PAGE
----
‘Christmas in Hell’ at York Theatre Company.’ (Photo: Carol Rosegg)
By Ryan Leeds
We need to talk about Davin (Elijah Rayman). Lately, he’s been displaying signs of demonic possession. In chemistry class, he has drawn the elements for napalm, anthrax, and “the red dye they use in maraschino cherries.” He has also crucified a live frog — and the precocious eight-year-old is making Dick and Jane significantly more suggestive than they need to be. His father, Richard (Scott Ahearn) is summoned to the principal’s office where he learns that his son is…well…”F*cked up!”
This is the promising opening to York Theatre Company’s original new musical, Christmas in Hell, a cheeky new addition to holiday theatrical offerings. While most theater companies adhere to traditional holiday fare with the Charles Dickens classic A Christmas Carol, the York deserves kudos for going out on a limb and pushing the envelope with this humdinger of a show.
Davin’s bad behavior is attributed to the accidental ingestion of fruitcake — but not any ordinary fruitcake. This one was passed down among friends and relatives across generations and has been deemed “the fruitcake from hell.” Suddenly, Davin finds himself face to face with the prince of Darkness, Lucifer (Brandon Williams).
Other antics ensue throughout the two-hour comedy, including a trip to Chuck E. Cheese and Home Depot, a romance between a mysterious ancient named Galiana (Lori Hammel) and Carl (Zak Risinger), a bogeyman who greets his Hades-bound visitors and plays the banjo.
As quirky as it is, there are also touching moments. After a brief interaction with Father McDuffy (played with delightful buffoonery by Ron Wisniski), Richard digs for truth in the number, “I Wish That I Believed.” Even the ridiculous lyrics to “More than Cheese” manage to conjure feelings of inexplicable sweetness:
More than cheddar, more than swiss, you may think gorgonzola is pure bliss. More than Jarlsberg, Mascarpone, more than Camembert or even provolone, I don’t care how much you cherish all of these. You have to love your child more than cheese.
Certainly, this is not Terms of Endearment, but the through-line is the unconditional and unflagging devotion parents have for their children—even if they are categorized with dairy products.
Bookwriter, composer and lyricist Gary Apple also taps into the connection between humanity and the Divine with “You’re God,” a song that proves that man has more capability than he realizes to solve life’s problems.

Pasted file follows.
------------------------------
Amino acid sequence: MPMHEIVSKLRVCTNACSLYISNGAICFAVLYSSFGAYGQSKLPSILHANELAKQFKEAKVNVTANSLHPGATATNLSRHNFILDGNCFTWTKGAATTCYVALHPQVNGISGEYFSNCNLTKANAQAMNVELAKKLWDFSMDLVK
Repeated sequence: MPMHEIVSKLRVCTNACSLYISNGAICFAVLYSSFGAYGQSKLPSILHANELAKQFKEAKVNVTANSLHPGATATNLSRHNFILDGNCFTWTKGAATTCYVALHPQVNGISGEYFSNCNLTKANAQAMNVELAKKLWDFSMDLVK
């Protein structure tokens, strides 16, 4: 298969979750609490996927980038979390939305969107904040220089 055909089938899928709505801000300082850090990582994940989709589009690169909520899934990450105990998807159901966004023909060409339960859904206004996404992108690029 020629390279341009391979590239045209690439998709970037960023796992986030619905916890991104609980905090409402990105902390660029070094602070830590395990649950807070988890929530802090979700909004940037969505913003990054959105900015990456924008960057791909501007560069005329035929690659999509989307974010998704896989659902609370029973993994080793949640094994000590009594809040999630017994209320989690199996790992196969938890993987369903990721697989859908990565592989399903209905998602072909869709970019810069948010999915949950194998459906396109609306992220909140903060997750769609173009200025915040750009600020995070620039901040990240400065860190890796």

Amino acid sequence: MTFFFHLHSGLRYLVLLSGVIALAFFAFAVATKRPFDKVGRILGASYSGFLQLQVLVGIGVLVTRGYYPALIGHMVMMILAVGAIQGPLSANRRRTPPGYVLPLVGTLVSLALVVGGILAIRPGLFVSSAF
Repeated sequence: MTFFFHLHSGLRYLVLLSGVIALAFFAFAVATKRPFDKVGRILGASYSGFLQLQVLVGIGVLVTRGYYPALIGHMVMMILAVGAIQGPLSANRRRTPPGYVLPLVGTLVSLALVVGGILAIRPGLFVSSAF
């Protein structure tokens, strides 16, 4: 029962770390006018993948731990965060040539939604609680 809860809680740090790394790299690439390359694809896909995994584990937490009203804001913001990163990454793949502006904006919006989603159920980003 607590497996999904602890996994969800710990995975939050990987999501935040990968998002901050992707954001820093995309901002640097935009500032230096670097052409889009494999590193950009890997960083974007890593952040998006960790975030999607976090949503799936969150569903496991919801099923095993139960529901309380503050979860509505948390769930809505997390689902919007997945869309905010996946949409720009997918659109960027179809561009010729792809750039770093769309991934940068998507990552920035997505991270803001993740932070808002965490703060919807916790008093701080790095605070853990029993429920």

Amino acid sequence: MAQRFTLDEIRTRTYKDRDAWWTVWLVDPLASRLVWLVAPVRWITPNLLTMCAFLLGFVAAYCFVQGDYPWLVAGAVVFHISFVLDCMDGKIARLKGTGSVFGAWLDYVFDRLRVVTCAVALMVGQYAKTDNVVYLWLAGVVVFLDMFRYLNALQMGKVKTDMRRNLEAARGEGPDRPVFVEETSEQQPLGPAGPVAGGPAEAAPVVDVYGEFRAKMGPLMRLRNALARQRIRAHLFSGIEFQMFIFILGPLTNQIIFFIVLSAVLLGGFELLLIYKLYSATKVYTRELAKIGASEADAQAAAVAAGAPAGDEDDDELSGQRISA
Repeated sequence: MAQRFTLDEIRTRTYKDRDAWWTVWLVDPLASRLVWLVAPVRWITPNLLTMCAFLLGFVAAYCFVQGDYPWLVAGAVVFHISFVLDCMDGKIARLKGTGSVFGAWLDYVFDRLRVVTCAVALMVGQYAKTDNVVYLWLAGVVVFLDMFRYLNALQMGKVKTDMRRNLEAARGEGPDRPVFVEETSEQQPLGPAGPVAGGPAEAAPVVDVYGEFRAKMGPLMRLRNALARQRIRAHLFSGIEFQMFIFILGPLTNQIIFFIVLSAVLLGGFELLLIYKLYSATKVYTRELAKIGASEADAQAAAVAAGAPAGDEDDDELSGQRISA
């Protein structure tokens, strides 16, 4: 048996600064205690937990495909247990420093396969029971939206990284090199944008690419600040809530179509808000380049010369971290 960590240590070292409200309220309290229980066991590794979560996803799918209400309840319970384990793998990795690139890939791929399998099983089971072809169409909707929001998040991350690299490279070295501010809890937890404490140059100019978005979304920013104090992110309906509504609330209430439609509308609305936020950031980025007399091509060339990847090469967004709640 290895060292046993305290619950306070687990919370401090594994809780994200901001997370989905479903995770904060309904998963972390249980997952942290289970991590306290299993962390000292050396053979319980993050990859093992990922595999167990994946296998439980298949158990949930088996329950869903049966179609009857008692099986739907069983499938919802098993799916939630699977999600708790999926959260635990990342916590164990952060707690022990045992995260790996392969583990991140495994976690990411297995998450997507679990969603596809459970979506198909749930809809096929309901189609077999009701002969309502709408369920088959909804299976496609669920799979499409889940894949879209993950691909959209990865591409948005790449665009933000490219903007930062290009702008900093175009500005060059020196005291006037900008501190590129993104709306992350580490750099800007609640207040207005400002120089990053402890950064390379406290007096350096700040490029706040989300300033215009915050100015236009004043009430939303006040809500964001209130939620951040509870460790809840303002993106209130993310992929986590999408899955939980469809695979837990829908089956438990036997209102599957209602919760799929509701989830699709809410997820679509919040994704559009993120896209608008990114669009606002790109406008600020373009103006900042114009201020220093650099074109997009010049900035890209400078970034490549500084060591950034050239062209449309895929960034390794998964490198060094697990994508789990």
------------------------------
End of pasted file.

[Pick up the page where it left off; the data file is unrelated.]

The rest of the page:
Apple, a contributor to television’s The Simpsons, has a knack for melody. While none of his music will be canonized into the Great American Songbook, his musical compositions are enjoyable enough.
Unfortunately, his knack for wit could use more sharpening. It’s unclear whether he wanted to go further with his comedy or whether he was confined by the theatre’s desire for more family-friendly material. Although it starts as an edgy and irreverent piece, Christmas in Hell has trouble securing its footing and comedic tone.
At times, I was reminded of the 1988 film Big, in which a 12-year-old is turned into a 30-year-old executive at a toy company and spends the rest of the film wishing for his return to youth. Perhaps that is due to the guileless nature Ahearn embodies, similar to Big’s star, Tom Hanks.
Generally, the ensemble, under Bill Castellino’s direction, is solid and lives up to the usual standards that audiences have come to expect from the York.
Producing Artistic Director and set designer Jim Morgan has created a visually impressive set, complete with pillars that transform from gloom to cheer.
At two hours with intermission, this is one tuneful tree could be trimmed into a neat 90-minute package.
Is Christmas in Hell destined to become a perennial classic? Likely not, But it is a pleasant one that breathes fresh life into the standard Christmas story.
Christmas in Hell
York Theatre Company
619 Lexington Avenue, NYC
Through December 30
Ryan Leeds is a freelance theater journalist who lives in Manhattan. He is the Chief Theater Critic for Manhattan Digest and a frequent contributor to Dramatics Magazine. Follow him on Twitter @Ry_Runner or Facebook.